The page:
Lisa Wolpe stalks around the stage, sneering like Snidely Whiplash, in the title role of “Richard III.” Elina Katsioula’s angular set design for the L.A. Women’s Shakespeare Company staging is full of spider webs and dark corners, setting up the evil king as the center of the web he spins. It’s a conceit that works well in this straightforward, all-female production.
Director Maureen Shea makes little effort to hide that all her actors are female: They don’t bind their chests or do much to their hair, nor do they affect beards. Yet one quickly becomes oblivious to the actors’ gender, because the performances are generally fine and convincing regardless of sex.
Shea sets out her mission in the program as an exploration of good and evil , and of our tolerance of evil in our midst, and she mostly attains those goals. “Richard III” also has political implications that are particularly appropriate in an election year. This forthright staging presents clear language and strong interpretations, but misses the subtlety that underlies great Shakespeare.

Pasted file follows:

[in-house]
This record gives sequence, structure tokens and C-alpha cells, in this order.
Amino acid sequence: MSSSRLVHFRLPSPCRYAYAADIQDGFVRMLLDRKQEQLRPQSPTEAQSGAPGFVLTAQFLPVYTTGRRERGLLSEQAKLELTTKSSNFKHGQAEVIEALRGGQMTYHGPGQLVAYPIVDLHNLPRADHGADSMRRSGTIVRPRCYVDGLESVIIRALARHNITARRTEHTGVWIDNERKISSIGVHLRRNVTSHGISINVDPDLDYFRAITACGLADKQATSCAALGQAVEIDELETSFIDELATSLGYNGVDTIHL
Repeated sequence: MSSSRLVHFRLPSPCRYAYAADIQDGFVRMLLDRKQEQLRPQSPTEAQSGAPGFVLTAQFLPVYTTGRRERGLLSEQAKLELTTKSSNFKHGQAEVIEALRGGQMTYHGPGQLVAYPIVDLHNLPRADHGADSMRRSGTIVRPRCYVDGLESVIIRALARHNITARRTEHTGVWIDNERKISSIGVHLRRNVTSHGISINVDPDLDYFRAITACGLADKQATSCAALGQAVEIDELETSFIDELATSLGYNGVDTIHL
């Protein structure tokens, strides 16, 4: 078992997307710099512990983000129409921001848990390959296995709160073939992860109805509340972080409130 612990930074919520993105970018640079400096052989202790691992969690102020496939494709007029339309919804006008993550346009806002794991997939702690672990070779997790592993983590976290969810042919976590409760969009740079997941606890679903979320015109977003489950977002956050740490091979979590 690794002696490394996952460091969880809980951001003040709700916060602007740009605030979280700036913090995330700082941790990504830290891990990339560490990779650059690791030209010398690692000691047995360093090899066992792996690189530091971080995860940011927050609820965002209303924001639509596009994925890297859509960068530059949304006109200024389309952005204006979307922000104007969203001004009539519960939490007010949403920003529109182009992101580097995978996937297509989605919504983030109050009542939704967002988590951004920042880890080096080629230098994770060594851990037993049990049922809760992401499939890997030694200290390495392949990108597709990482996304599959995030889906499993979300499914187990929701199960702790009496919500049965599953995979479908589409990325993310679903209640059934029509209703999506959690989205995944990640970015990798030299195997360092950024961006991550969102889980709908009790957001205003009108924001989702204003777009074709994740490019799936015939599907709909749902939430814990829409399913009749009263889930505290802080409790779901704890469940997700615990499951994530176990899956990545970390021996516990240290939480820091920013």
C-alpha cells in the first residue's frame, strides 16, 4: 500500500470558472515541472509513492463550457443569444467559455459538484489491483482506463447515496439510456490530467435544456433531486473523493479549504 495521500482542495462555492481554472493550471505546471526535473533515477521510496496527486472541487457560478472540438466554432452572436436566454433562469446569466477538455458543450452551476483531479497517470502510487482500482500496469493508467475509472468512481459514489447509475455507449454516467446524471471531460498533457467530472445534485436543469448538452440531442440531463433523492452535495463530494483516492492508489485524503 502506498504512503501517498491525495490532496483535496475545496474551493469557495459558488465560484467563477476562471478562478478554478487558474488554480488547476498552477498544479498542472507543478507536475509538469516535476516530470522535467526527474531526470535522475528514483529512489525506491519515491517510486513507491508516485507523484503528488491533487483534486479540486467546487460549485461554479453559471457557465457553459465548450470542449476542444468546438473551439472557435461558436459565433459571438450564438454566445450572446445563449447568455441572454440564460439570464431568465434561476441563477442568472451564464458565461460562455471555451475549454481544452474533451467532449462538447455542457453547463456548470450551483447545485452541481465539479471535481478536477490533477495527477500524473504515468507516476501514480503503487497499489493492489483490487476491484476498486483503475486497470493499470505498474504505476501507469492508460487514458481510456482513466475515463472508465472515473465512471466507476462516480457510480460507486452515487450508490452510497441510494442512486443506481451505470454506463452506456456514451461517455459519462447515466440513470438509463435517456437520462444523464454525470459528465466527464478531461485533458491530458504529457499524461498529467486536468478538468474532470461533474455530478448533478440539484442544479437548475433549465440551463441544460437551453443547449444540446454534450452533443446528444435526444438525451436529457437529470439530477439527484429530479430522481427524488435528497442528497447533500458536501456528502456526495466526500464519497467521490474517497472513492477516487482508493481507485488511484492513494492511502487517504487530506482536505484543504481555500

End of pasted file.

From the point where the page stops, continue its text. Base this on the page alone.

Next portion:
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Wolpe is fine as the spinner of intrigues and smooth operator at the center of the play. She conveys both Richard’s evil and his persuasive side; she has a good voice and handles the physical aspects of this “lump of foul deformity” well.
Other standouts are Lisa Porter as the Duke of Buckingham, who delivers her lines with great clarity and insight; Linda Bisesti, making the most of the smallish part of Catesby; Carole Waddle and Colleen Kane, offering a bit of comic relief as the squeaky-voiced Murderers; and Veralyn Jones as the dignified , heartbroken Queen Elizabeth.
Lighting by Teresa R. Enroth is effective; less so costumes by Jeanne Reith, which are inconsistent with the historical period. Composer Shelby Flint and sound designer Peter Stenshoel add an eerie aural atmosphere.
The production is running much longer than the two hours, 25 minutes promised in the program, a problem that needs to be corrected: After more than three hours in the theater’s uncomfortable chairs, half the audience leaves walking like Richard.